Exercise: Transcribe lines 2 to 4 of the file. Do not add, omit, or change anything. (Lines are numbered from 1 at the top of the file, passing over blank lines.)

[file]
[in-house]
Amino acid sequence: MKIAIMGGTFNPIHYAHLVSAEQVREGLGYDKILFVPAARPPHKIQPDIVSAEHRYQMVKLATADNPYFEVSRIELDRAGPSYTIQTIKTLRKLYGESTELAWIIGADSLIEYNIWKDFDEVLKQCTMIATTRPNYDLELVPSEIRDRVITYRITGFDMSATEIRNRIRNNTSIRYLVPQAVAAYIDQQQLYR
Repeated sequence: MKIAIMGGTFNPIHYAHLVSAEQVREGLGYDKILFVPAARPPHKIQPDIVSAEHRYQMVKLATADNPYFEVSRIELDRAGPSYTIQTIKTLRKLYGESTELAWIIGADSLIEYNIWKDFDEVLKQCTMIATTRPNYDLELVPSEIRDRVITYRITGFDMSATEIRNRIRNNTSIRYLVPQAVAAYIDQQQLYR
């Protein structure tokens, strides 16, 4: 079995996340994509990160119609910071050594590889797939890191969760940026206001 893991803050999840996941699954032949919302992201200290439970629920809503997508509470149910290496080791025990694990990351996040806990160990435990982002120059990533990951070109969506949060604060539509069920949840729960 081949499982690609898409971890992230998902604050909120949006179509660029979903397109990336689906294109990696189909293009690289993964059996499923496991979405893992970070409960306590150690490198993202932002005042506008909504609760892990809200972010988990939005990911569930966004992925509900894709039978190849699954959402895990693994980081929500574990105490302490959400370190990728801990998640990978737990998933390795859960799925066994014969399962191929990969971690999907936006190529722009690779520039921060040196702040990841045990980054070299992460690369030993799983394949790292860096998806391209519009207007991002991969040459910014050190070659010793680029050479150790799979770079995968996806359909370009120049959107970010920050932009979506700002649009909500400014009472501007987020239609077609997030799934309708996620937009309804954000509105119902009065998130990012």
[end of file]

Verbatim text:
Amino acid sequence: MKIAIMGGTFNPIHYAHLVSAEQVREGLGYDKILFVPAARPPHKIQPDIVSAEHRYQMVKLATADNPYFEVSRIELDRAGPSYTIQTIKTLRKLYGESTELAWIIGADSLIEYNIWKDFDEVLKQCTMIATTRPNYDLELVPSEIRDRVITYRITGFDMSATEIRNRIRNNTSIRYLVPQAVAAYIDQQQLYR
Repeated sequence: MKIAIMGGTFNPIHYAHLVSAEQVREGLGYDKILFVPAARPPHKIQPDIVSAEHRYQMVKLATADNPYFEVSRIELDRAGPSYTIQTIKTLRKLYGESTELAWIIGADSLIEYNIWKDFDEVLKQCTMIATTRPNYDLELVPSEIRDRVITYRITGFDMSATEIRNRIRNNTSIRYLVPQAVAAYIDQQQLYR
């Protein structure tokens, strides 16, 4: 079995996340994509990160119609910071050594590889797939890191969760940026206001 893991803050999840996941699954032949919302992201200290439970629920809503997508509470149910290496080791025990694990990351996040806990160990435990982002120059990533990951070109969506949060604060539509069920949840729960 081949499982690609898409971890992230998902604050909120949006179509660029979903397109990336689906294109990696189909293009690289993964059996499923496991979405893992970070409960306590150690490198993202932002005042506008909504609760892990809200972010988990939005990911569930966004992925509900894709039978190849699954959402895990693994980081929500574990105490302490959400370190990728801990998640990978737990998933390795859960799925066994014969399962191929990969971690999907936006190529722009690779520039921060040196702040990841045990980054070299992460690369030993799983394949790292860096998806391209519009207007991002991969040459910014050190070659010793680029050479150790799979770079995968996806359909370009120049959107970010920050932009979506700002649009909500400014009472501007987020239609077609997030799934309708996620937009309804954000509105119902009065998130990012």